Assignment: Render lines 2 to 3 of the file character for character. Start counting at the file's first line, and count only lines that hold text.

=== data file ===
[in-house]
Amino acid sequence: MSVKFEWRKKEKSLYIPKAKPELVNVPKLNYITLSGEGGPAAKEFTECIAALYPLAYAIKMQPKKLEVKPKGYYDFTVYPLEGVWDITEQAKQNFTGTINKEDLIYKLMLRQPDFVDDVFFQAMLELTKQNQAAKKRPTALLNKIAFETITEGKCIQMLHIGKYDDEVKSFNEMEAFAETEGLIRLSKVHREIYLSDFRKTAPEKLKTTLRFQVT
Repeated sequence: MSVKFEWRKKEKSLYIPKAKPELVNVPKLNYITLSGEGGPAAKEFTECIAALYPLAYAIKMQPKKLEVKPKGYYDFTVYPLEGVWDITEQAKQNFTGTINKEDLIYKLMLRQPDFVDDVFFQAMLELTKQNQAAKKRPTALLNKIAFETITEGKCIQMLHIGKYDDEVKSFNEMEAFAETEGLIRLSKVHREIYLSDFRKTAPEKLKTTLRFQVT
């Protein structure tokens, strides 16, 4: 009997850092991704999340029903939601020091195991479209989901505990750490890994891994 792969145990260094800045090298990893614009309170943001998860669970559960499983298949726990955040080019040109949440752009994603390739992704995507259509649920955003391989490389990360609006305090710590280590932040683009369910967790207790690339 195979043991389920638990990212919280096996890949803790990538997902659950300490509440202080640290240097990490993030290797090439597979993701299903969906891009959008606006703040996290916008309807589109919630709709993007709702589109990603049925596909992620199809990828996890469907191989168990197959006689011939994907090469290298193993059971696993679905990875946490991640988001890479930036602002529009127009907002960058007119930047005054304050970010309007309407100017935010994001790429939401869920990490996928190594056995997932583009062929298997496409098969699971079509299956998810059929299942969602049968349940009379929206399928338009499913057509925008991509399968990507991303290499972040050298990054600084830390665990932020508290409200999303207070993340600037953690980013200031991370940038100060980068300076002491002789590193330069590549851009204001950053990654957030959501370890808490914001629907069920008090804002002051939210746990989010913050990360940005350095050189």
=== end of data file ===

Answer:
Amino acid sequence: MSVKFEWRKKEKSLYIPKAKPELVNVPKLNYITLSGEGGPAAKEFTECIAALYPLAYAIKMQPKKLEVKPKGYYDFTVYPLEGVWDITEQAKQNFTGTINKEDLIYKLMLRQPDFVDDVFFQAMLELTKQNQAAKKRPTALLNKIAFETITEGKCIQMLHIGKYDDEVKSFNEMEAFAETEGLIRLSKVHREIYLSDFRKTAPEKLKTTLRFQVT
Repeated sequence: MSVKFEWRKKEKSLYIPKAKPELVNVPKLNYITLSGEGGPAAKEFTECIAALYPLAYAIKMQPKKLEVKPKGYYDFTVYPLEGVWDITEQAKQNFTGTINKEDLIYKLMLRQPDFVDDVFFQAMLELTKQNQAAKKRPTALLNKIAFETITEGKCIQMLHIGKYDDEVKSFNEMEAFAETEGLIRLSKVHREIYLSDFRKTAPEKLKTTLRFQVT